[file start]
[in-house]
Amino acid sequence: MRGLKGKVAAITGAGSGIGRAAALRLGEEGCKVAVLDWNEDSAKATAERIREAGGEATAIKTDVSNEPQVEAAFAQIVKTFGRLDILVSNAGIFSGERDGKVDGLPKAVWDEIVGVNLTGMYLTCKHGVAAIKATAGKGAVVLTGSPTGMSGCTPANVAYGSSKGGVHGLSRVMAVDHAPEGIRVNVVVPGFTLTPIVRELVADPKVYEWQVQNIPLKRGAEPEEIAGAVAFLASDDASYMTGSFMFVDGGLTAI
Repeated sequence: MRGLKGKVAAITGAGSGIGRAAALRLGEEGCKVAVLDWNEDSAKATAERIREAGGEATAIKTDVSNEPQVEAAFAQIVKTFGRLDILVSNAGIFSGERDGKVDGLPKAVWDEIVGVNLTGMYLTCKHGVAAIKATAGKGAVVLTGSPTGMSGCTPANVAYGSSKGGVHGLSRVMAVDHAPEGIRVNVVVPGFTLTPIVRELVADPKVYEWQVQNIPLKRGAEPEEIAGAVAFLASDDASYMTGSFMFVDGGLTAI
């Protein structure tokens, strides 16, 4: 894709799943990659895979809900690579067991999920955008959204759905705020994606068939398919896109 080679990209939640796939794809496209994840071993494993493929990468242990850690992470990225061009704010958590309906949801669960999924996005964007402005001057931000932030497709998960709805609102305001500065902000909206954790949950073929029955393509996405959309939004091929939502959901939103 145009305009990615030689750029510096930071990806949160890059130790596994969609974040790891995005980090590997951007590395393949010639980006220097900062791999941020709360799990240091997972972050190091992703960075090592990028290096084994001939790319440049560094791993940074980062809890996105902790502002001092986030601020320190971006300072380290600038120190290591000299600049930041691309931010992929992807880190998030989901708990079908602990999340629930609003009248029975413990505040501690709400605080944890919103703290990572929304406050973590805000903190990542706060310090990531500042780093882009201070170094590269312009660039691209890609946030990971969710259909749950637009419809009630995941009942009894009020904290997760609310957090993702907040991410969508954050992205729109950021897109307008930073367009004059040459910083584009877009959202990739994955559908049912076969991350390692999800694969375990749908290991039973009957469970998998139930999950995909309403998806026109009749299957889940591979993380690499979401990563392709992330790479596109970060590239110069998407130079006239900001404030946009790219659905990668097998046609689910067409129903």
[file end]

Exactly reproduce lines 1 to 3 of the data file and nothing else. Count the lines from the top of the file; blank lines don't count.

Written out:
[in-house]
Amino acid sequence: MRGLKGKVAAITGAGSGIGRAAALRLGEEGCKVAVLDWNEDSAKATAERIREAGGEATAIKTDVSNEPQVEAAFAQIVKTFGRLDILVSNAGIFSGERDGKVDGLPKAVWDEIVGVNLTGMYLTCKHGVAAIKATAGKGAVVLTGSPTGMSGCTPANVAYGSSKGGVHGLSRVMAVDHAPEGIRVNVVVPGFTLTPIVRELVADPKVYEWQVQNIPLKRGAEPEEIAGAVAFLASDDASYMTGSFMFVDGGLTAI
Repeated sequence: MRGLKGKVAAITGAGSGIGRAAALRLGEEGCKVAVLDWNEDSAKATAERIREAGGEATAIKTDVSNEPQVEAAFAQIVKTFGRLDILVSNAGIFSGERDGKVDGLPKAVWDEIVGVNLTGMYLTCKHGVAAIKATAGKGAVVLTGSPTGMSGCTPANVAYGSSKGGVHGLSRVMAVDHAPEGIRVNVVVPGFTLTPIVRELVADPKVYEWQVQNIPLKRGAEPEEIAGAVAFLASDDASYMTGSFMFVDGGLTAI